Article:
The three parts of its N-shaped body form a muscle that flexes faster than the eye can discern, propelling it forward with ease. It can even jump over tiny hurdles about 1 millimeter high.
The design was inspired by nature.
“I wanted to make it agile and very fast — the first thing I could think about was a leopard,” said Cui, who was the study’s lead author. “You just need to hit the ground and move forward. That’s it.”
The robots rely on ultrasound to sense their surroundings, like bats. But instead of using echolocation, the machines employ a 3-D-printed remote sensor that bounces radar pulses in various directions. The way they bounce back alerts the robot to obstacles in its path so it can adjust accordingly.
The machines, which are small enough to fit on a penny, can carry more than 13 times their own weight. When Cui dropped a bolt into a basket affixed to the top of the robot, it jolted and started moving faster. The impact, meant to mimic falling debris, was its cue to make a quick escape, he said.
Zheng said it wouldn’t be hard to make the robots bigger — all they’d need is a bigger 3-D printer. The real challenge is to make the robots smaller, and capable of operating in water.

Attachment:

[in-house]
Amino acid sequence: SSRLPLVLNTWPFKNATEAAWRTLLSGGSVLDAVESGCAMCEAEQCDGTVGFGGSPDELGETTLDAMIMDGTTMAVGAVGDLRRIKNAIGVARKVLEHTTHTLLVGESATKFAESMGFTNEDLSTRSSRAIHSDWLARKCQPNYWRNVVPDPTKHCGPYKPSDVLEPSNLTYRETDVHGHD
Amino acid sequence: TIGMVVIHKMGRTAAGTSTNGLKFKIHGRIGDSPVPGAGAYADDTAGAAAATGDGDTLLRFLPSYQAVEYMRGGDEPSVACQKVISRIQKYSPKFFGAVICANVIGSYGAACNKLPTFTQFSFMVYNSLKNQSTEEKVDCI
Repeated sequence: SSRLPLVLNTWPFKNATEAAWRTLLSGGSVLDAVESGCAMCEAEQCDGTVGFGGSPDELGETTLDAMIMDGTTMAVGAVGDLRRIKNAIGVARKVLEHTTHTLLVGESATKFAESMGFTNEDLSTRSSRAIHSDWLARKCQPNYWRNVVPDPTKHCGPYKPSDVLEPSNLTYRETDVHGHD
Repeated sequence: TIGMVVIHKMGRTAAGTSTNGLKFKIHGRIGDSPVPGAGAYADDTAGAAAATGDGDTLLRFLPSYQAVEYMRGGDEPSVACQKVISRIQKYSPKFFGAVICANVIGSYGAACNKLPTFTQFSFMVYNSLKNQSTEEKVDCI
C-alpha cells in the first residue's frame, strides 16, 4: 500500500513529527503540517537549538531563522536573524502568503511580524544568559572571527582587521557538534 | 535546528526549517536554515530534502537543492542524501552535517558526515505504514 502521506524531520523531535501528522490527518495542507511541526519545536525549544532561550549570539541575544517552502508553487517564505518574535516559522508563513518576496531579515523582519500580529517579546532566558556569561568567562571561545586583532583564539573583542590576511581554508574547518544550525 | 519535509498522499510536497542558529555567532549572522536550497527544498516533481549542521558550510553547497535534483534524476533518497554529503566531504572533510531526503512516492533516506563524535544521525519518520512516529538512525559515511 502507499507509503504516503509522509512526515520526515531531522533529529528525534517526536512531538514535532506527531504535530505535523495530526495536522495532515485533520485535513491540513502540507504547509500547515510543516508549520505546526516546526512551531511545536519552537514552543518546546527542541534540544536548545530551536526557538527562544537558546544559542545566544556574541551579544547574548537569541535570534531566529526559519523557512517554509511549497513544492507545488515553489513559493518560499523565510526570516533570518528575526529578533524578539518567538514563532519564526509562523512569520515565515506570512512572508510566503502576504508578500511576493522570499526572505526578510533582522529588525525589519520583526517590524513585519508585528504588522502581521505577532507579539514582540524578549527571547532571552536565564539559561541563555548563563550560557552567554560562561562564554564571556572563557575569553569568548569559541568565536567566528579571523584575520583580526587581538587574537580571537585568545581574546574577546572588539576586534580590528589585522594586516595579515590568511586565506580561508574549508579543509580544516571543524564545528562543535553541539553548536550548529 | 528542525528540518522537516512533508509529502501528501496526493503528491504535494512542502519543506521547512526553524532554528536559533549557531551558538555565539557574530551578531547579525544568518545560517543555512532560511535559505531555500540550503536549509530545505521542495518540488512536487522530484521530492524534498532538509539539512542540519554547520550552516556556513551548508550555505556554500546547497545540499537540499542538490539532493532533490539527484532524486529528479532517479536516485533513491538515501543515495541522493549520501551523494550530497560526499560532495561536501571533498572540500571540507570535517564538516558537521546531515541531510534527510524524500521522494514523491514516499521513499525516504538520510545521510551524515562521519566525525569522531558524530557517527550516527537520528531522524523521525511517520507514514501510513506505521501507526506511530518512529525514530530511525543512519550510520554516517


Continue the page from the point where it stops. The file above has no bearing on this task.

This is something that excites Sochol.
“I think biomedical applications, particularly drug delivery, is an application where this could really have a legitimate use,” he said. He envisioned a scenario in which a tiny robot carries a dose of medicine to a particular location in a blood vessel. Once it’s in position, doctors could “hit it with an electric field” to get it to release its payload.
Zheng’s lab is already outfitted with a small tank on the floor to test a future generation of aquatic robots. If a leopard inspired the original version, the new ones will be designed to mimic the swimming and crawling abilities of shrimp.